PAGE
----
Construction on this extensive reservoir began then as a plan to store emergency supplies of drinking water for populous communities of Southern California. 

Located just under 50 miles from downtown Palm Springs, Diamond Valley Lake represents long-term planning that has created a great habitat for wildlife and a popular location for recreational opportunities. 

Able to store up to 264 billion gallons of water when full, Diamond Valley Lake collects water from the northern part of the state that arrives from a more-than 440 mile-long aqueduct and pipeline network. 

Managed by the Metropolitan Water District of Southern California, the reservoir serves as the site of the Diamond Valley Lake Marina, a popular lakeview trail, and abundant recreation facilities. 

Although fishing, kayaking, and boating with clean burning engines are permitted, body contact in the water is prohibited to preserve the reservoir’s integrity as a source of potable water. 

Water skiing, swimming, and personal watercraft use are not permitted in Diamond Valley Lake. 

6. Skinner Reservoir

Skinner Reservoir California
Source: dreamstime
  • Website: Skinner Reservoir
  • Distance from Palm Springs: 60 miles (1h 15min)
  • Activities: Fishing, Boating, Kayaking, Canoeing, Camping, Picnics, Hiking, Biking, Sailing

Commonly known as Lake Skinner, this artificial reservoir took shape in 1973 after crews built the Skinner Clearwell Dam. 

Located 60 miles from Palm Springs, the Skinner Reservoir includes popular recreational facilities managed by the Riverside County Regional Park.

Since the water in this reservoir is preserved for possible use as a drinking source by the Metropolitan Water District of Southern California, no body contact is permitted within the reservoir. 

A nearby splash pad provides a chance to cool off. Also, there are hiking and horseback trails and parkland. A large campground offers overnight stays.

Fishing is permitted and is a popular activity at Skinner Reservoir. Channel catfish, rainbow trout, largemouth bass, and stripers are common catches. 

Access fees are required for visits to this location.

7. The Salton Sea

The Salton Sea in California
Source: unsplash
  • Website: Salton Sea
  • Distance from Palm Springs: 60 miles (1 h)
  • Activities: Kayaking, Picnics, Hiking, Biking, Birding, Photography

The Salton Sea has experienced a checkered history. Formed after an engineering accident filled parts of the lower Salton Basin that was part of the much larger, prehistoric site of Lake Cahuilla, this landlocked and shallow body suffers from high salinity.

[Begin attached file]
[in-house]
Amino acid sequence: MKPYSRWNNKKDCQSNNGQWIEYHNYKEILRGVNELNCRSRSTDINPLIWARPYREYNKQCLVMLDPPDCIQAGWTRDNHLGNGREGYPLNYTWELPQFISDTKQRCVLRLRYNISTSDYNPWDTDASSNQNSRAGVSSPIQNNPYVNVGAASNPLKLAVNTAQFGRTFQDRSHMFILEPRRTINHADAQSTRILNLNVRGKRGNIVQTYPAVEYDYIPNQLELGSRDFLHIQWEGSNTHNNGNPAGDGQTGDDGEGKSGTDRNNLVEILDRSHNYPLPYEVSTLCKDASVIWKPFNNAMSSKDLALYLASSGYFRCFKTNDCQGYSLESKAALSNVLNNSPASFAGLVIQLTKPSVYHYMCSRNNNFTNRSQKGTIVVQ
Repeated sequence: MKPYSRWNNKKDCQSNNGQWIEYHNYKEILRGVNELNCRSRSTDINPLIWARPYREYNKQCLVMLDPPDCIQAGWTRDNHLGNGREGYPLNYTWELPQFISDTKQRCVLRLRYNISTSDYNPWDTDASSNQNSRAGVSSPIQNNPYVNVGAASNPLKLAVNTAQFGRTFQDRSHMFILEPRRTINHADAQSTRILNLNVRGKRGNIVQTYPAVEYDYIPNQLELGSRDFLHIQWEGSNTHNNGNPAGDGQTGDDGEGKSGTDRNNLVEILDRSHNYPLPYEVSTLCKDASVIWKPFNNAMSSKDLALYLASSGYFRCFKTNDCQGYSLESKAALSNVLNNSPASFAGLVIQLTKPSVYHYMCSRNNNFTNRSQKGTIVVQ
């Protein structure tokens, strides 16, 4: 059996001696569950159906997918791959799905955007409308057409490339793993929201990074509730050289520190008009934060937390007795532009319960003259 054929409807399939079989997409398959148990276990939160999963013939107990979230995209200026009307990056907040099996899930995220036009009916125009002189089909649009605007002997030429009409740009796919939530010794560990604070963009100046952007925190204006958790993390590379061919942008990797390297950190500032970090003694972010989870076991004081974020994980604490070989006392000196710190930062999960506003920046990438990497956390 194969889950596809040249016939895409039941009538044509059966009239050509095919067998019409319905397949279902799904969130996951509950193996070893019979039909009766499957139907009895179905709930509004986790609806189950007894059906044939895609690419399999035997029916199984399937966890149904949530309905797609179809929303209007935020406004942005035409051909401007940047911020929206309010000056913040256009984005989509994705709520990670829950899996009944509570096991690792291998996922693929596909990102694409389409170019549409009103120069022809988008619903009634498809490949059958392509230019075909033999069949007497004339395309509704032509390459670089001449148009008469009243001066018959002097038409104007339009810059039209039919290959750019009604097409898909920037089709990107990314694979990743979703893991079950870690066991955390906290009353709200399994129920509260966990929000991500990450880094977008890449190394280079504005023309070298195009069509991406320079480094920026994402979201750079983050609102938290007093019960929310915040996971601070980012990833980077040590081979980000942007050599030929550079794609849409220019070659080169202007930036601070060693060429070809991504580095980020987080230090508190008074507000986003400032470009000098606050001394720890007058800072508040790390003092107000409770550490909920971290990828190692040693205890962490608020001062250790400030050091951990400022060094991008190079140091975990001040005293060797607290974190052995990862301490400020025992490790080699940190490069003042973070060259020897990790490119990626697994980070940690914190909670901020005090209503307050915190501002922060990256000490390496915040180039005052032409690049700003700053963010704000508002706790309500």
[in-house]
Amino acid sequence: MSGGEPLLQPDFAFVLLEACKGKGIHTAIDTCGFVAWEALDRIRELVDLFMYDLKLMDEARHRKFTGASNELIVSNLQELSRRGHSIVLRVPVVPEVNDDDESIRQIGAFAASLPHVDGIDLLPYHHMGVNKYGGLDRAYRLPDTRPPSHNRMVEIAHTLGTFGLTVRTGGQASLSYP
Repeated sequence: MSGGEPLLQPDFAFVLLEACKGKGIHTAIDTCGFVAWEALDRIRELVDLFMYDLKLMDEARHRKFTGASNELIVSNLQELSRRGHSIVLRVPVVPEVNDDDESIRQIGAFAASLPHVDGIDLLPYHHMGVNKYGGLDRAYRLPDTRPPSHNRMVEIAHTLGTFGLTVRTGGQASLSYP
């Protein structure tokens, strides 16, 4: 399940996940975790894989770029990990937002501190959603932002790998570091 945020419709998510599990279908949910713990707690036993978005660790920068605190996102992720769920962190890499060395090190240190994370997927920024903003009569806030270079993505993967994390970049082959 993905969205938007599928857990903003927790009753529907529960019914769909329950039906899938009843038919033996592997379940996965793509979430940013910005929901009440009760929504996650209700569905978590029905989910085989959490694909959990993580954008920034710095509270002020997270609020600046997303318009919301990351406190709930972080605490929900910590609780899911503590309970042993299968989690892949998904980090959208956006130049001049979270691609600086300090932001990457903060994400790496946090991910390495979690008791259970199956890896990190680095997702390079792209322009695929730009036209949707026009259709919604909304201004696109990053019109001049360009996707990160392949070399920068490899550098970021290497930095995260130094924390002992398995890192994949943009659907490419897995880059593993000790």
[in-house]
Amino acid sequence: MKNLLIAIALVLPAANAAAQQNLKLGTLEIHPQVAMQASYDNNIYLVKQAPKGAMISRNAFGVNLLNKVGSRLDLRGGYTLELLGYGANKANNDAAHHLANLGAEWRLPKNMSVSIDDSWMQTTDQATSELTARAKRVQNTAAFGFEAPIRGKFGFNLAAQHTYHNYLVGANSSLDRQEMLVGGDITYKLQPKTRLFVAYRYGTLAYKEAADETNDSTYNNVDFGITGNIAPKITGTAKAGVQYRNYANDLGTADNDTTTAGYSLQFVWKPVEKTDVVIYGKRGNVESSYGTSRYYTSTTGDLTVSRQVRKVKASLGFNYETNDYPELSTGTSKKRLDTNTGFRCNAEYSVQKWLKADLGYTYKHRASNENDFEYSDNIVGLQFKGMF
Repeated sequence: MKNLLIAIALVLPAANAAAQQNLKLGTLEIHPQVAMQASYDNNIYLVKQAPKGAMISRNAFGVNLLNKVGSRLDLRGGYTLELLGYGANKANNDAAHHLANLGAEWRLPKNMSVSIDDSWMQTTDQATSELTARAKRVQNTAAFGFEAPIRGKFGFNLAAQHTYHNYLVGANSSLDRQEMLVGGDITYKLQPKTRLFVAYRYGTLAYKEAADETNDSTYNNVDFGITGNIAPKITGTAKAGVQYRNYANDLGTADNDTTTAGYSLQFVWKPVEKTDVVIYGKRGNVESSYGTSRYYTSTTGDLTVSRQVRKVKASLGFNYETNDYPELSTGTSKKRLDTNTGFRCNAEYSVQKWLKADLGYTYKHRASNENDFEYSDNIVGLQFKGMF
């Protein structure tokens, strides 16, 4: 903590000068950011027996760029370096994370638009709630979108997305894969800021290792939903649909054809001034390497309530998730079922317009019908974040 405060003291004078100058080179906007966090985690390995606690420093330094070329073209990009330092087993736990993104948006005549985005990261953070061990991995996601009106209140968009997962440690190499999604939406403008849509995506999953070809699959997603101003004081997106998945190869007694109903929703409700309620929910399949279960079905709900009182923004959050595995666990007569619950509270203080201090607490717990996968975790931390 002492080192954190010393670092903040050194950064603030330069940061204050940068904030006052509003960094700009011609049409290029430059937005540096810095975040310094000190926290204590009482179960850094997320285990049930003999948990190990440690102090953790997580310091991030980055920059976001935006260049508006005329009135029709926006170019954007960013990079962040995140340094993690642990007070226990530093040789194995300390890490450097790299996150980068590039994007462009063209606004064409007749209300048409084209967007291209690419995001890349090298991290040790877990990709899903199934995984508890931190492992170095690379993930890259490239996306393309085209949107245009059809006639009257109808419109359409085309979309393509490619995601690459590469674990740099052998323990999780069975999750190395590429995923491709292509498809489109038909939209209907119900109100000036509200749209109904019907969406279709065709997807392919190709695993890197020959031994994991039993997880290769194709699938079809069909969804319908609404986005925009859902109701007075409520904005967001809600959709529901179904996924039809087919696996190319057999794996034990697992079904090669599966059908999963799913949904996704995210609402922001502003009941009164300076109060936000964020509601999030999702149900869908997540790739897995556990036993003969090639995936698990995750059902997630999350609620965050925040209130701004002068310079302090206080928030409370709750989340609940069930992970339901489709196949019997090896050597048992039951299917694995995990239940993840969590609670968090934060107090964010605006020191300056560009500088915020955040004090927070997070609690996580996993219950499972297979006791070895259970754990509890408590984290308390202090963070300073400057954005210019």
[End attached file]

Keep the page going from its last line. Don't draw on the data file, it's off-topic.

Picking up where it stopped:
Located approximately 60 miles southeast of Palm Springs, this basin has filled with water from the Colorado River on-and-off, creating farmland in the Imperial Valley that has experienced great fertility. The modern lake that took shape in 1907 once spanned 15 by 35 miles. 

After World War II, the Salton Sea became a popular resort destination for those living in vacation homes. The shrinkage of the lake since the 1970s has left the water with levels of salinity that few fish can tolerate. Large fish kills became common by the 1980s, and the situation remains dynamic and not amenable for recreational fishing. 

The sargo, tilapia, and other fish that once flourished in this formerly-freshwater lake have disappeared. Although fishing is not possible, visitors to this area can enjoy the large number of bird species that frequent the Sonny Bono Salton Sea National Wildlife Refuge.

8. Big Bear Lake

Big Bear Lake California
Source: unsplash
  • Website: Big Bear Lake
  • Distance from Palm Springs: 81 miles (1h 40min)
  • Activities: Fishing, Swimming, Boating, Kayaking, Canoeing, Camping, Picnics, Hiking, Biking, Wakeboarding, Waterskiing, Tubing, Paddleboarding

Depending on the route taken around San Gorgonio Mountain, a trip from Palm Springs to Big Bear Lake is approximately 80-90 miles. 

The original dam that created this snow and rain-fed reservoir was built in the 1880s. Crews erected a new dam in 1911. 

Located in the San Bernardino Mountains, this artificial lake has a surface elevation of approximately 6,740 feet above sea level. 

Surrounded by trees and mountains, the area has become a year-round resort destination. 

In addition to bass and rainbow trout, fish commonly caught in Big Bear Lake include bluegill, crappie, and catfish. Both shoreline and boat fishing are popular pastimes. 

Besides fishing, Big Bear Lake offers swimming beaches, kayak, and boat rentals and is one of the destinations for wakeboarding and waterskiing.

9. Lake Gregory

Lake Gregory in California
Source: depositphotos
  • Website: Lake Gregory
  • Distance from Palm Springs: 68 miles (1h 15min)
  • Activities: Fishing, Swimming, Kayaking, Paddleboarding, Canoeing, Picnics

68 miles northwest of downtown, Lake Gregory traces its origins as an artificial reservoir to a plan in the late 1930s to create a dam on the east and west forks of Houston Creek. 

The federal Works Progress Administration coordinated this project within the San Bernardino National Forest.

Managed by San Bernardino County Regional Parks, the recreational opportunities at Lake Gregory include great catfish and trout fishing, as well as summertime swimming.

The boathouse and fishing at Lake Gregory Regional Park are open throughout the year. 

At over 4,550 feet above sea level, Lake Gregory enjoys a great mix of summertime rain and winter snow that sustains this important reservoir.